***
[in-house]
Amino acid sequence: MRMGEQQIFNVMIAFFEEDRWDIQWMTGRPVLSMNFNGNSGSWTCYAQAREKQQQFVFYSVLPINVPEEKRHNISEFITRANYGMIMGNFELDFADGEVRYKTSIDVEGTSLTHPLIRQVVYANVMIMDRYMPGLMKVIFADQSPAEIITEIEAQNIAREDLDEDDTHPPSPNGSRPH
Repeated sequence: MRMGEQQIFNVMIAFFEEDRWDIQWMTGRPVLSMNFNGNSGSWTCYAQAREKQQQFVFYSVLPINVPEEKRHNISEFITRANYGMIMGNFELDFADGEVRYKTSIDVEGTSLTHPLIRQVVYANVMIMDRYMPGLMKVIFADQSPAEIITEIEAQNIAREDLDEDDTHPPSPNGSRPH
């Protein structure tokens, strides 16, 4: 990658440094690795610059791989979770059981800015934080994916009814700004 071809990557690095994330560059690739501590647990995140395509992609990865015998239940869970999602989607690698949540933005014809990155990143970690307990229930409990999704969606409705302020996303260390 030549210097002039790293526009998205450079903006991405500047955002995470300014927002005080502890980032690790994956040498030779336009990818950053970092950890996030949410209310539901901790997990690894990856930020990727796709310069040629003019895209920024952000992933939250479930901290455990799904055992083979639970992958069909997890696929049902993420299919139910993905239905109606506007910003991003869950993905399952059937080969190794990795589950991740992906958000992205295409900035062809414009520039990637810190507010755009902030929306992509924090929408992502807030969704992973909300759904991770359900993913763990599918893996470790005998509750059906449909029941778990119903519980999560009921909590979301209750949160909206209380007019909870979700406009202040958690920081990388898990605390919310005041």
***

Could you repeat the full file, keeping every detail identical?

[in-house]
Amino acid sequence: MRMGEQQIFNVMIAFFEEDRWDIQWMTGRPVLSMNFNGNSGSWTCYAQAREKQQQFVFYSVLPINVPEEKRHNISEFITRANYGMIMGNFELDFADGEVRYKTSIDVEGTSLTHPLIRQVVYANVMIMDRYMPGLMKVIFADQSPAEIITEIEAQNIAREDLDEDDTHPPSPNGSRPH
Repeated sequence: MRMGEQQIFNVMIAFFEEDRWDIQWMTGRPVLSMNFNGNSGSWTCYAQAREKQQQFVFYSVLPINVPEEKRHNISEFITRANYGMIMGNFELDFADGEVRYKTSIDVEGTSLTHPLIRQVVYANVMIMDRYMPGLMKVIFADQSPAEIITEIEAQNIAREDLDEDDTHPPSPNGSRPH
């Protein structure tokens, strides 16, 4: 990658440094690795610059791989979770059981800015934080994916009814700004 071809990557690095994330560059690739501590647990995140395509992609990865015998239940869970999602989607690698949540933005014809990155990143970690307990229930409990999704969606409705302020996303260390 030549210097002039790293526009998205450079903006991405500047955002995470300014927002005080502890980032690790994956040498030779336009990818950053970092950890996030949410209310539901901790997990690894990856930020990727796709310069040629003019895209920024952000992933939250479930901290455990799904055992083979639970992958069909997890696929049902993420299919139910993905239905109606506007910003991003869950993905399952059937080969190794990795589950991740992906958000992205295409900035062809414009520039990637810190507010755009902030929306992509924090929408992502807030969704992973909300759904991770359900993913763990599918893996470790005998509750059906449909029941778990119903519980999560009921909590979301209750949160909206209380007019909870979700406009202040958690920081990388898990605390919310005041």